Powerful philosophy of art of photography
Kgomotso Kgopa's prowess behind the lens has been an inspiring self-taught and organic journey.
The man from Lebanon in Mabopane, north of Pretoria, started taking photos in 2011 after his mother bought a laptop that came with a bonus of a phone which had a good camera.
Kgopa says he shared these shots on Facebook and received encouraging feedback. But his parents wanted him to finish his education, so photography was on the back burner as he focused on his electrical engineering studies at Tshwane University of Technology.
In 2013 he did practicals and with his first pay cheque, he bought himself a Canon Powershot camera ostensibly to record his electrical engineering projects. But, off he went to photograph flowers and insects.
"I thought nature was simpler and accessible, not intimidating at all. It's an easy subject to practice with," he recalls.
"I consider myself a street photographer. I'm not bound by rules. Everything around me is art. For the fact that I didn't go to school, I'm able to see all the elements and am not restricted by rules they teach in class."
Kgopa also writes poetry.
He's had to sharpen his focus and attention to detail. And this is evident in his work. Timing is everything as well as the composition and the element of surprise. The colours and ambience translate beautifully.
"Photography has taught me the skill of patience, that I have taken into my personal life.
"You have to wait a little longer before a magical moment happens. I've also trained my eye to be alert. I kneel down and look closely, almost like I've lost something. That's how I have managed to capture some of my photos."
His work was snapped up by The Association for Alcohol Responsibility and Education (Aware.org), an NPO focused on preventing the negative consequences of alcohol abuse.
Now his black-and-white photos are part of its branding as well as its website.
The photos celebrate youth exuberance and precarious innocence that can be shattered by alcohol abuse in communities.
Most of his repertoire is taken in Lebanon, where he was born and grew up. He describes it as a small township where everybody knows each other and has two schools.
He knows every corner and today draws delight in finding art in places where he played as a child. He captures the beauty of childhood in his shots of children kicking up a storm playing with old tyres in the streets or shooting di-ali (marbles).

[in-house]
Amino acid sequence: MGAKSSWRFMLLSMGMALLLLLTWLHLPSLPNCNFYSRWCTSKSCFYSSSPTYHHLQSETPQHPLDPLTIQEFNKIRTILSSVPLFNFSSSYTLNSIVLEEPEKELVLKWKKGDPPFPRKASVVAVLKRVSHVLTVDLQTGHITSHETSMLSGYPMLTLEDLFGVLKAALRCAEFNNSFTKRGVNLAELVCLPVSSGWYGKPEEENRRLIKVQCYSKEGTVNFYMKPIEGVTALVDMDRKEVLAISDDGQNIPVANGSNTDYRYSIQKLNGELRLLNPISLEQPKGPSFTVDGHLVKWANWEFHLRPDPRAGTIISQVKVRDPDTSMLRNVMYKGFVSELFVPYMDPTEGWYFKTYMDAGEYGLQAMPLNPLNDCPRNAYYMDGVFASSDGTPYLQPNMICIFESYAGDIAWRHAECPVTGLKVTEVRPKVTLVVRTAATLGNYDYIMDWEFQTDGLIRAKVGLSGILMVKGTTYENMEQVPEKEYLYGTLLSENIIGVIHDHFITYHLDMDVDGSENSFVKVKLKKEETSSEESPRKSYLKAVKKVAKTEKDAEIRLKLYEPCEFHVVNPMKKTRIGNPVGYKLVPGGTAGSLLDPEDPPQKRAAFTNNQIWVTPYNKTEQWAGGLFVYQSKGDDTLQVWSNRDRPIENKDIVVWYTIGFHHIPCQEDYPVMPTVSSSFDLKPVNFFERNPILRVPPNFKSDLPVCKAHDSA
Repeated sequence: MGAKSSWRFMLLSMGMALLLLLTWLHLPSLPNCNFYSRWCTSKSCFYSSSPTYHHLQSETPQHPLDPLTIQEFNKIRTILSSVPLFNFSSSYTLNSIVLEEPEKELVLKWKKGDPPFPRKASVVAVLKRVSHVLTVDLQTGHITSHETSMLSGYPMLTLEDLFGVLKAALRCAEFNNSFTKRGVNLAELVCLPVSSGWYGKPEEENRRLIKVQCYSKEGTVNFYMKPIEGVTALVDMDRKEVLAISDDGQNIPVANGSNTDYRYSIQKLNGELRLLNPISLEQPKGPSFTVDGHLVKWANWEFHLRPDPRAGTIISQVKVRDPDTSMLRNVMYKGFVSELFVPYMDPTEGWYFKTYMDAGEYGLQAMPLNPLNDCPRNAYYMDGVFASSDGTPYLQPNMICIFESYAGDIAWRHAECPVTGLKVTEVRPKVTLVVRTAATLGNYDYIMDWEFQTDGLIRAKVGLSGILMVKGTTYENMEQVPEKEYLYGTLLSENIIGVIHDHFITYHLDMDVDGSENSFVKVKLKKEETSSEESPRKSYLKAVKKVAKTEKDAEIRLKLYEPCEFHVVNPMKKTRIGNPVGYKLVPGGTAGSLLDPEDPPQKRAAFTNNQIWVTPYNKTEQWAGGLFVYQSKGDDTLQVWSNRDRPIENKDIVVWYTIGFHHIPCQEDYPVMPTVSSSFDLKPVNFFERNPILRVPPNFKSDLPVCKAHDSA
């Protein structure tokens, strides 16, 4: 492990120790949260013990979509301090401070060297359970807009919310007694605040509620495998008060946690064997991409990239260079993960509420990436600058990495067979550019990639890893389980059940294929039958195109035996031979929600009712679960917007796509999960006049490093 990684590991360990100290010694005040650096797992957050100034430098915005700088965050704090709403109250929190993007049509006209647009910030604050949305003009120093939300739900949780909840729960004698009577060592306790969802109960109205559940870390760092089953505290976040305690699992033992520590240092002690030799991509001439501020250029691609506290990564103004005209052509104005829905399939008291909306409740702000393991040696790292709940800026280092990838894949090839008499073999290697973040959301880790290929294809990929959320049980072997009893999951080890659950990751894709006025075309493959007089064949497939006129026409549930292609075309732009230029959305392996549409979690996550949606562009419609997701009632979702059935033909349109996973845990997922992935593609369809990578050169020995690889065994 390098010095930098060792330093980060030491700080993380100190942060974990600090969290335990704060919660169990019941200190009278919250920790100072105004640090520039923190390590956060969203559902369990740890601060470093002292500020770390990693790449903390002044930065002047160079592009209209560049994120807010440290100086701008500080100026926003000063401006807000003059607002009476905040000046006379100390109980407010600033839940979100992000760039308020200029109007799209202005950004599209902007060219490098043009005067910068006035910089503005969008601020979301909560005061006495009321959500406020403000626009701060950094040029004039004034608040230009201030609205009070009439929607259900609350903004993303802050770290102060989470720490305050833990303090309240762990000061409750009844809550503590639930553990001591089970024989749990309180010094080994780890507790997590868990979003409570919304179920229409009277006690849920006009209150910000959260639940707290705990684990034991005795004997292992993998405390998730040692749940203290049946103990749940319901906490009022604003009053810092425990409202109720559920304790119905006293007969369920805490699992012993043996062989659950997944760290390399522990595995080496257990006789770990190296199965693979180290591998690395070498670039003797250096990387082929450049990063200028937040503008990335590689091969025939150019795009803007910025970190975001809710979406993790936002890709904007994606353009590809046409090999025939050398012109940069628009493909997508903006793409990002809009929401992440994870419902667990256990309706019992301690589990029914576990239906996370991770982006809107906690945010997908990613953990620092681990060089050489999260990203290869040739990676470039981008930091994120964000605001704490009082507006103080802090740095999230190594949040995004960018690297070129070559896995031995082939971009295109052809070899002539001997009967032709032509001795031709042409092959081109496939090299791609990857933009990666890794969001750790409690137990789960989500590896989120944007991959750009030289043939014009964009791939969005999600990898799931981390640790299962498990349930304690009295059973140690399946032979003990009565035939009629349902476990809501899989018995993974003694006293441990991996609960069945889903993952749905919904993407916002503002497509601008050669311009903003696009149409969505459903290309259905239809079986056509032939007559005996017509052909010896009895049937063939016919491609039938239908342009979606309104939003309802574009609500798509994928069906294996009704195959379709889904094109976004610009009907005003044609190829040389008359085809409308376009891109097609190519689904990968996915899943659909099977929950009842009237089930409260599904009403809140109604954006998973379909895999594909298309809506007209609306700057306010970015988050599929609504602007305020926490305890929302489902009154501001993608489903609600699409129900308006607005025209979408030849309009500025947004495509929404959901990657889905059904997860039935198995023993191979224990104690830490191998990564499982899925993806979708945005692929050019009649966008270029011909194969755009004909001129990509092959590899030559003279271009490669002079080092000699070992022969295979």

Another favourite spot is the nearby Boekenhout village which has a wetland, and it's here where he takes most of his nature shots - centipedes, flies, butterflies and lizards take on a romantic hue under his lens.
"The response has been amazing. People who saw my work when I started with the phone have been surprised by how I've perfected my art as I grow."
Kgopa is now doing his postgraduate. He is a man on a mission. He registered his company, Seed Ink Pictures, in March so he could take his career to greater heights.
"I want to achieve more and project societal issues and be more conscious through my work. I'd like that people can tell the state of our economy and society through my work," he says.
"I also dream of working with brands on their concepts. I want to speak through photography, not just the beauty of the image, but the message.
"I want to have a bigger name and be published. I'm an all-rounder, covering nature, social events and street art. I want to take my craft internationally and come back home and teach the youngsters in the township and at a later stage have an exhibition."
He believes that with so much technology around and the apps that make photography easy, it's the philosophy and approach you subscribe to that will set aspirant photographers apart from the rest.
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